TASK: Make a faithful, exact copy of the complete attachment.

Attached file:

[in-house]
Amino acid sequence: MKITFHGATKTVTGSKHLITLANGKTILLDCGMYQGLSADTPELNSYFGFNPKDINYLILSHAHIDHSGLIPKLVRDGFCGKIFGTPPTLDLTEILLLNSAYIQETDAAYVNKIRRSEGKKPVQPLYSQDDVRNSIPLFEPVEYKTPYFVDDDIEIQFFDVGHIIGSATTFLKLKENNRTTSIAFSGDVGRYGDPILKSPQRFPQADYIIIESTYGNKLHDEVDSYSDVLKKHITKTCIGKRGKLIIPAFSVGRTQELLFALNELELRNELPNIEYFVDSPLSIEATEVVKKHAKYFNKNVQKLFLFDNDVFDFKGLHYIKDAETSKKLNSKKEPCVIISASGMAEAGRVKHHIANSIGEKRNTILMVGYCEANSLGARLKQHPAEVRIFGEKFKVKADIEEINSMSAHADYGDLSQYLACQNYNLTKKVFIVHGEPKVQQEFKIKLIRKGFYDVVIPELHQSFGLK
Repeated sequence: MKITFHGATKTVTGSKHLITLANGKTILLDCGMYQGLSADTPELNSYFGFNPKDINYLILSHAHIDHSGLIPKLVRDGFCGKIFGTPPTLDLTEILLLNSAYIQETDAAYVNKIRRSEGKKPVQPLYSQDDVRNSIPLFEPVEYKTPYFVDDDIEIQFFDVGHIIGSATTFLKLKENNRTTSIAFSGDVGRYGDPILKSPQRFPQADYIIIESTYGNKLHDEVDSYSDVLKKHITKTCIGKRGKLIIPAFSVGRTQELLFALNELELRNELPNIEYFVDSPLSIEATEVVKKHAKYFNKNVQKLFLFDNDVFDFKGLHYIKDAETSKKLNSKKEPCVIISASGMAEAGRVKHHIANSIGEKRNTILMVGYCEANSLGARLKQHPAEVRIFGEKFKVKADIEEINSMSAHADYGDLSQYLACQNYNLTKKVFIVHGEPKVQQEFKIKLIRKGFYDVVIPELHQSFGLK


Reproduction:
[in-house]
Amino acid sequence: MKITFHGATKTVTGSKHLITLANGKTILLDCGMYQGLSADTPELNSYFGFNPKDINYLILSHAHIDHSGLIPKLVRDGFCGKIFGTPPTLDLTEILLLNSAYIQETDAAYVNKIRRSEGKKPVQPLYSQDDVRNSIPLFEPVEYKTPYFVDDDIEIQFFDVGHIIGSATTFLKLKENNRTTSIAFSGDVGRYGDPILKSPQRFPQADYIIIESTYGNKLHDEVDSYSDVLKKHITKTCIGKRGKLIIPAFSVGRTQELLFALNELELRNELPNIEYFVDSPLSIEATEVVKKHAKYFNKNVQKLFLFDNDVFDFKGLHYIKDAETSKKLNSKKEPCVIISASGMAEAGRVKHHIANSIGEKRNTILMVGYCEANSLGARLKQHPAEVRIFGEKFKVKADIEEINSMSAHADYGDLSQYLACQNYNLTKKVFIVHGEPKVQQEFKIKLIRKGFYDVVIPELHQSFGLK
Repeated sequence: MKITFHGATKTVTGSKHLITLANGKTILLDCGMYQGLSADTPELNSYFGFNPKDINYLILSHAHIDHSGLIPKLVRDGFCGKIFGTPPTLDLTEILLLNSAYIQETDAAYVNKIRRSEGKKPVQPLYSQDDVRNSIPLFEPVEYKTPYFVDDDIEIQFFDVGHIIGSATTFLKLKENNRTTSIAFSGDVGRYGDPILKSPQRFPQADYIIIESTYGNKLHDEVDSYSDVLKKHITKTCIGKRGKLIIPAFSVGRTQELLFALNELELRNELPNIEYFVDSPLSIEATEVVKKHAKYFNKNVQKLFLFDNDVFDFKGLHYIKDAETSKKLNSKKEPCVIISASGMAEAGRVKHHIANSIGEKRNTILMVGYCEANSLGARLKQHPAEVRIFGEKFKVKADIEEINSMSAHADYGDLSQYLACQNYNLTKKVFIVHGEPKVQQEFKIKLIRKGFYDVVIPELHQSFGLK